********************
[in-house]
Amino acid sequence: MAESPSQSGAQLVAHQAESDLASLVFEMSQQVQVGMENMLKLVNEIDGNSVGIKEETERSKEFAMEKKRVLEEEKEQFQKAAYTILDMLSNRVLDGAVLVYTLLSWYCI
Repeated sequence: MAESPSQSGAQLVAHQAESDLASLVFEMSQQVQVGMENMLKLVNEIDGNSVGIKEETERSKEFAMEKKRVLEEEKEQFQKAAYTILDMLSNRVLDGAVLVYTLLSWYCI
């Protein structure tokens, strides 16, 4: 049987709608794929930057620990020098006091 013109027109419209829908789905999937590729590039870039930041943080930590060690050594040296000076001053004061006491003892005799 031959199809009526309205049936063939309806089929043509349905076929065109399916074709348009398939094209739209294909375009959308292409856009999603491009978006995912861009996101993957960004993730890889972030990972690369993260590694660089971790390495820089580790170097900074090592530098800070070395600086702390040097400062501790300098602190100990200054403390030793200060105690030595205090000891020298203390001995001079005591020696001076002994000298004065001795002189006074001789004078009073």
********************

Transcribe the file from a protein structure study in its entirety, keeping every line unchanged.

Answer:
[in-house]
Amino acid sequence: MAESPSQSGAQLVAHQAESDLASLVFEMSQQVQVGMENMLKLVNEIDGNSVGIKEETERSKEFAMEKKRVLEEEKEQFQKAAYTILDMLSNRVLDGAVLVYTLLSWYCI
Repeated sequence: MAESPSQSGAQLVAHQAESDLASLVFEMSQQVQVGMENMLKLVNEIDGNSVGIKEETERSKEFAMEKKRVLEEEKEQFQKAAYTILDMLSNRVLDGAVLVYTLLSWYCI
């Protein structure tokens, strides 16, 4: 049987709608794929930057620990020098006091 013109027109419209829908789905999937590729590039870039930041943080930590060690050594040296000076001053004061006491003892005799 031959199809009526309205049936063939309806089929043509349905076929065109399916074709348009398939094209739209294909375009959308292409856009999603491009978006995912861009996101993957960004993730890889972030990972690369993260590694660089971790390495820089580790170097900074090592530098800070070395600086702390040097400062501790300098602190100990200054403390030793200060105690030595205090000891020298203390001995001079005591020696001076002994000298004065001795002189006074001789004078009073």